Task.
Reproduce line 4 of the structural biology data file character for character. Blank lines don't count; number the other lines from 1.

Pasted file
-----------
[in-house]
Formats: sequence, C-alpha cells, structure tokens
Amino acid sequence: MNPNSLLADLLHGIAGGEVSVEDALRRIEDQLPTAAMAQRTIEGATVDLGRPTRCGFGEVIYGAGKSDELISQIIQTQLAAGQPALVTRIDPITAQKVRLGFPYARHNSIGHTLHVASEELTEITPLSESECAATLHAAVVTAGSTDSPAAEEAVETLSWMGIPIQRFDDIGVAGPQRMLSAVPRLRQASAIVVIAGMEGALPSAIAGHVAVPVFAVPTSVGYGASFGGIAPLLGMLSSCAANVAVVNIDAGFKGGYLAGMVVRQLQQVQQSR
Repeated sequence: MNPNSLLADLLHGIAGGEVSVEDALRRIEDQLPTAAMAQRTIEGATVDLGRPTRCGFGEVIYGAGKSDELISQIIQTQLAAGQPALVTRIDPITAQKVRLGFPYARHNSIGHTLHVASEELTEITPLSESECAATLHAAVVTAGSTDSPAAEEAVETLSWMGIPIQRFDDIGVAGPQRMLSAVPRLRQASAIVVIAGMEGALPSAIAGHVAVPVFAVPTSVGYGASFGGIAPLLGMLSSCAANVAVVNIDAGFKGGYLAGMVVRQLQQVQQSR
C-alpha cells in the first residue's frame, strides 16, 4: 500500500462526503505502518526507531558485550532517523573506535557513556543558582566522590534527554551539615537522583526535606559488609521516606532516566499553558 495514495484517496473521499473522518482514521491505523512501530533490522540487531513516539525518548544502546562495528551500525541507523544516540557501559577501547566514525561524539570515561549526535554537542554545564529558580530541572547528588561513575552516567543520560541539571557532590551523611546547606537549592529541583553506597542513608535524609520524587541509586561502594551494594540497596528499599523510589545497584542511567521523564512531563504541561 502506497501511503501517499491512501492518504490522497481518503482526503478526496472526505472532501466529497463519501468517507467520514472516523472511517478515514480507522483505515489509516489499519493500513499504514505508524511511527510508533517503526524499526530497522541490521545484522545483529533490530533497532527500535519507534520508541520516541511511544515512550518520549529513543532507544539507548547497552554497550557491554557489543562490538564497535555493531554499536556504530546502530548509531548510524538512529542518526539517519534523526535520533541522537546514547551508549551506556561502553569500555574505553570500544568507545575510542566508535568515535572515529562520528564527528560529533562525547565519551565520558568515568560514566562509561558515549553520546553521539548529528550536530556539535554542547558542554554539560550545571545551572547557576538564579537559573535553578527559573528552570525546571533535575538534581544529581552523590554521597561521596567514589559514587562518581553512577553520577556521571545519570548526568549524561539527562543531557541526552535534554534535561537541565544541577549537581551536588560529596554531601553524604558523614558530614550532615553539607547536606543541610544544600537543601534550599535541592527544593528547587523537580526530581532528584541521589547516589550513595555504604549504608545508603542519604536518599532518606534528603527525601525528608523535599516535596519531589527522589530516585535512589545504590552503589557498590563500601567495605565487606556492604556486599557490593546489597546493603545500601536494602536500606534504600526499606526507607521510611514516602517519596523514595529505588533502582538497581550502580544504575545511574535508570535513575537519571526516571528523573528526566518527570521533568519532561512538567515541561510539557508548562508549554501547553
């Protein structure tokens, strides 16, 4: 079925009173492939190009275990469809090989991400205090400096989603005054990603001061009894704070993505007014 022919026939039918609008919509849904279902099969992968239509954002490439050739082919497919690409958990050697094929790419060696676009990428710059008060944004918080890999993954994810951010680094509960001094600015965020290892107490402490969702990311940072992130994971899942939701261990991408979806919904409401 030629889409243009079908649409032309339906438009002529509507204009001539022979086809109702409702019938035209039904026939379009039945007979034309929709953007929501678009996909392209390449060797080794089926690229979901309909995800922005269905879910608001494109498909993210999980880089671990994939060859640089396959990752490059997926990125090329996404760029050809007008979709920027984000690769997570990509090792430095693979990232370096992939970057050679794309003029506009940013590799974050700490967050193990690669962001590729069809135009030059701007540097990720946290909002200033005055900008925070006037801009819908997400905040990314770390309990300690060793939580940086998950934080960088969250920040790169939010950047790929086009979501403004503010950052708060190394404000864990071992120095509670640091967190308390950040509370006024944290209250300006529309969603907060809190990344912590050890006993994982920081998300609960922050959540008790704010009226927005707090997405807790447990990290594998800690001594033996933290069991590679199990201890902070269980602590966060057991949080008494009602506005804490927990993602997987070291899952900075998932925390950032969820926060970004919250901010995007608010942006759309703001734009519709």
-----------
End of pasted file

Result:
Repeated sequence: MNPNSLLADLLHGIAGGEVSVEDALRRIEDQLPTAAMAQRTIEGATVDLGRPTRCGFGEVIYGAGKSDELISQIIQTQLAAGQPALVTRIDPITAQKVRLGFPYARHNSIGHTLHVASEELTEITPLSESECAATLHAAVVTAGSTDSPAAEEAVETLSWMGIPIQRFDDIGVAGPQRMLSAVPRLRQASAIVVIAGMEGALPSAIAGHVAVPVFAVPTSVGYGASFGGIAPLLGMLSSCAANVAVVNIDAGFKGGYLAGMVVRQLQQVQQSR